The car was a Kia Optima Hybrid filled to the brim with all the bells and whistles. At first glance I was mesmerized by the sheer newness of this car. I’m on my own quest for a new car and have been on and off looking for the past six months or so. It’s been challenging to find a car that meets all of my criteria: a car with some redeeming eco-friendly features that fits a family of five, one dog and lots of ski, soccer, karate and baseball gear.
This was my first experience driving a hybrid and a Kia so I knew I was in for an interesting ride. Over the course of the week the car was mainly used for transporting my boys from point A to point B. Rarely were all five of us in the car together. The car worked perfectly for this. The best was when I drove the car alone. The stereo speakers were incredible-hopefully you didn’t see (or hear) me singing at the top of my lungs.
Interior of the Kia Optima Hybrid
Overall the interior of this car was pretty plush. A favorite feature was the heating and cooling seat options for both the front and back seats. It took a while to get used to the low bucket seats in this car. I’m an average height, coming in at 5′ 4″ on a good day, and the bucket seat on the driver and passengers side felt very low. The car was easily able to fit my three tall boys in the spacious back seat. They were seated next to each other which probably wouldn’t be ideal for a long trip.
The touch screen stereo system was a nice feature and very intuitive. I was able to get my fix of satellite radio. The navigation system was also very simple to use and aesthetically added to the loaded interior of the car. If you have a newer iDevice you will have to get an adapter to plug in-the car is fitted with an older plug.
Another favorite feature was the rear-view camera display which clearly showed when I was about to back into something. My kids were all over this.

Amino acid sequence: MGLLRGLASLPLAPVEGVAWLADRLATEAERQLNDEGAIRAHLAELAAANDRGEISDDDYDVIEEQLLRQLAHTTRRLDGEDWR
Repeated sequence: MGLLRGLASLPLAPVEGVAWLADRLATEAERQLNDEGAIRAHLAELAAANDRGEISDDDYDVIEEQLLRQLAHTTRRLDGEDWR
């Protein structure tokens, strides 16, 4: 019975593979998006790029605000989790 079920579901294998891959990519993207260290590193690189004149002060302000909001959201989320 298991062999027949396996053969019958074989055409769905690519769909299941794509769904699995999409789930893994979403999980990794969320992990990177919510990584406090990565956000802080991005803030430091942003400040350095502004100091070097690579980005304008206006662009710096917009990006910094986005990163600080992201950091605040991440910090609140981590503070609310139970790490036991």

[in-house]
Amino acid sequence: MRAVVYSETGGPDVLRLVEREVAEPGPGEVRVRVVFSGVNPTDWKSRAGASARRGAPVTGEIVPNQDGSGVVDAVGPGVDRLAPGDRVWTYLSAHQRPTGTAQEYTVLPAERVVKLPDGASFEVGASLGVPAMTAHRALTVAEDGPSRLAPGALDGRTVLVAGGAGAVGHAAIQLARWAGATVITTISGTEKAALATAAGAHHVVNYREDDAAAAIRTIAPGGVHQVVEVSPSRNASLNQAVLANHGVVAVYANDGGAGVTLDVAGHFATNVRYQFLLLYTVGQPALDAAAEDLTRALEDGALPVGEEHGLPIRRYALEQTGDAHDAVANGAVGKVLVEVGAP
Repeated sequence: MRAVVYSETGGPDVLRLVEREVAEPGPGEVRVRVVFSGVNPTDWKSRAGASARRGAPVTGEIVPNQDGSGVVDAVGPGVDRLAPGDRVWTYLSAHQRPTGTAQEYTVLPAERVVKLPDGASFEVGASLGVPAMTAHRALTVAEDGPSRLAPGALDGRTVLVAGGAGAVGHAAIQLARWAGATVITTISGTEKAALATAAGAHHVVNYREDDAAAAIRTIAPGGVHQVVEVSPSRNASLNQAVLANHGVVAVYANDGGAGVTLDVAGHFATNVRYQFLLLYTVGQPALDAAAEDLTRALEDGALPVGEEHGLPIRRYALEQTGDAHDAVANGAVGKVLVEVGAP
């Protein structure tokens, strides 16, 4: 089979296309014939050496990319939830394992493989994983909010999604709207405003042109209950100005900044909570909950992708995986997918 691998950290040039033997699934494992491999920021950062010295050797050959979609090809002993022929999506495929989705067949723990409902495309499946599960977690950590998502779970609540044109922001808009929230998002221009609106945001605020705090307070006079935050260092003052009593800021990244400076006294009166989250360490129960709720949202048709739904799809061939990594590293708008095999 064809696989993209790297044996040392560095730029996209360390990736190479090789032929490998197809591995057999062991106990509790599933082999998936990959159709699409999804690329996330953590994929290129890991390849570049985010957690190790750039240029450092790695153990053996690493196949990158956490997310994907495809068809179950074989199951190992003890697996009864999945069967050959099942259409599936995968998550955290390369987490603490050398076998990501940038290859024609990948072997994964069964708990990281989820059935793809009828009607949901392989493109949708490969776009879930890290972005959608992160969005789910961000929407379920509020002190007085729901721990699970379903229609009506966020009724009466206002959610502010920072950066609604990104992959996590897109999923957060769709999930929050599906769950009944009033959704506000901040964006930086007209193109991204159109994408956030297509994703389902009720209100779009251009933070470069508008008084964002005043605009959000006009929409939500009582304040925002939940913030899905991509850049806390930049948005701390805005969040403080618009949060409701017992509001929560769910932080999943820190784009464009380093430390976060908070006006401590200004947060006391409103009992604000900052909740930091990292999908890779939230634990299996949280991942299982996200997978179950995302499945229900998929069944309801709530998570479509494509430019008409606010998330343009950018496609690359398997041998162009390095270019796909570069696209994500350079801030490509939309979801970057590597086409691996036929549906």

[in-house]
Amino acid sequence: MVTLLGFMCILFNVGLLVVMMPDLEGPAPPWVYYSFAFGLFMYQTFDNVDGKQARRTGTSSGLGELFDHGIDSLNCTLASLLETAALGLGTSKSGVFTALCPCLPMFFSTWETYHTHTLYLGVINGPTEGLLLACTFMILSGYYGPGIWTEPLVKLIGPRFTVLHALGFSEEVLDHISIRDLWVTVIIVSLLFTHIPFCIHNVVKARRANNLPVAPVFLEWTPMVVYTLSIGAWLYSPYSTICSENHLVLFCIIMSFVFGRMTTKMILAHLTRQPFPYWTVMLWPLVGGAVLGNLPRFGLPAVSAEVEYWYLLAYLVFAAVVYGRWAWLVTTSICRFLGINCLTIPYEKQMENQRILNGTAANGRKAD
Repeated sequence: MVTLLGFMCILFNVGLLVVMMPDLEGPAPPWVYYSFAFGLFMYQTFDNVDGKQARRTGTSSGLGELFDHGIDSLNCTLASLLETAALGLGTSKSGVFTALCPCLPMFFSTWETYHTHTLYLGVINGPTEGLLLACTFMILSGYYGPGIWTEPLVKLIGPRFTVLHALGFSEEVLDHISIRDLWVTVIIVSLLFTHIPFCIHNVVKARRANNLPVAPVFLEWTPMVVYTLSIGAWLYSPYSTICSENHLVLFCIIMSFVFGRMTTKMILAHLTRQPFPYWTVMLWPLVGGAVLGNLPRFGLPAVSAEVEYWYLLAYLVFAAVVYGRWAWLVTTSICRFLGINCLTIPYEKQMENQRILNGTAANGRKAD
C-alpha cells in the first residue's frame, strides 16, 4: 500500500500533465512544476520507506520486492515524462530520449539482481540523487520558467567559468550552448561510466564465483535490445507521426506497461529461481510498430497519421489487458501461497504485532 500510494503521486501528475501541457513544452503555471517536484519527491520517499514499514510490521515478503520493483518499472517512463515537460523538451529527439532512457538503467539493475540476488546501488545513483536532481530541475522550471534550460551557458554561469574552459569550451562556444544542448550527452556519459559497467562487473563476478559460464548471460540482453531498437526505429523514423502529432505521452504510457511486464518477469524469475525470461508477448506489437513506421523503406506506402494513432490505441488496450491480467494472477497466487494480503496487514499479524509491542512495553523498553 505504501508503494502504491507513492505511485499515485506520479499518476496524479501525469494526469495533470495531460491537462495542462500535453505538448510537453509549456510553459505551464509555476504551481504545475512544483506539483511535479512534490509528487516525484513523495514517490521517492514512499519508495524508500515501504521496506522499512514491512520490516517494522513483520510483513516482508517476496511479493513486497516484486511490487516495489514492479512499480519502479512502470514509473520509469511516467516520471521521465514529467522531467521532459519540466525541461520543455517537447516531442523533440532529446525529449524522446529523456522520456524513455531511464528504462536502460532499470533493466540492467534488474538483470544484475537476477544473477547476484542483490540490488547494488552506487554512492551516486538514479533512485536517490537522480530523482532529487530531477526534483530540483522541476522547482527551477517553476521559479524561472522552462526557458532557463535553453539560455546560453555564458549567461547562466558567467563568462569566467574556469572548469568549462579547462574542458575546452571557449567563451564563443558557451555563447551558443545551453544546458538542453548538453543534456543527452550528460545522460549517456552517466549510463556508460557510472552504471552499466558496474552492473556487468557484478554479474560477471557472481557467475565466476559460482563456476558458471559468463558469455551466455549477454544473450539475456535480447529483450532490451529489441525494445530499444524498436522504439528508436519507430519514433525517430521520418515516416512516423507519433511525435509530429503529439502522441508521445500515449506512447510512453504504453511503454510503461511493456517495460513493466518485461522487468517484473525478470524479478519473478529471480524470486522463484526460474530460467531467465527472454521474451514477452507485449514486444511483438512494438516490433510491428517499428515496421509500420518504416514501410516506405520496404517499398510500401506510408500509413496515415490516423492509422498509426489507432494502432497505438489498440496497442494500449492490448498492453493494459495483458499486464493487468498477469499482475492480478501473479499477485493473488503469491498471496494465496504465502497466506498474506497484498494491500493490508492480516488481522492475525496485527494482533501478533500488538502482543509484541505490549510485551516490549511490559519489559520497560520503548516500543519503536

The smart key remote system was incredibly convenient. The key never had to come out of my bag to start or unlock the car.
Exterior of the Kia Optima Hybrid
The car arrived all shiny and beautiful and left with snow and ice. The Kia Optima Hybrid is a sporty looking sedan with snazzy looking alloy wheels. The large sun and moon roofs allowed plenty of sunlight into the car. My one big complaint was the size of the windows. They felt extremely small and coupled with the low bucket seats they presented a bit of a challenge when checking my blind spots.
The true test was when it snowed and the roads were incredibly slippery. The Kia did very well with minimal slippage.
The car has heated side mirrors which were fantastic in the cold and snowy conditions.
Fuel efficiency and environmental performance
This car has great fuel efficiency. I was doing mainly city driving and it came in around 33 MPG. The expected range is about 34 MPG for city driving and 39 MPG for highway driving. Not bad.
The warranty on this car is fantastic. Kia offers a 10 year/100,000 mile limited warranty.
This was my first time driving a hybrid. It took a while to get used to the transition from hybrid to gas. I could actually feel the engine kicking over from one to the other. When the car was in hybrid mode it was extremely quiet. At various times I wasn’t sure whether or not the car was on. After driving the car a bit I began to figure out how it was operating.
Kia Optima Hybrid value
The MSRP of the Kia Optima Hybrid is $25,700. Add in the bells and whistles and your now up to $32,620. This car qualifies as a bit more than a commuter car. It’s a mid-sized sedan with a lot of perks.
Overall impression of the Kia Optima Hybrid
I could get used to driving a mid-sized sedan. The Kia grew on me as the week went by and I was sad to see it go. It’s not a practical everyday car for our large family, but it could easily work as a second family car. Overall the car was luxurious and comfortable. Tall family members had no problem with head or leg room. The fuel efficiency and other options made it a comfortable ride.
Disclaimer: The Kia Optima Hybrid was loaned to me from a 3rd party. I was not compensated or asked to write a favorable review. All opinions are my very own.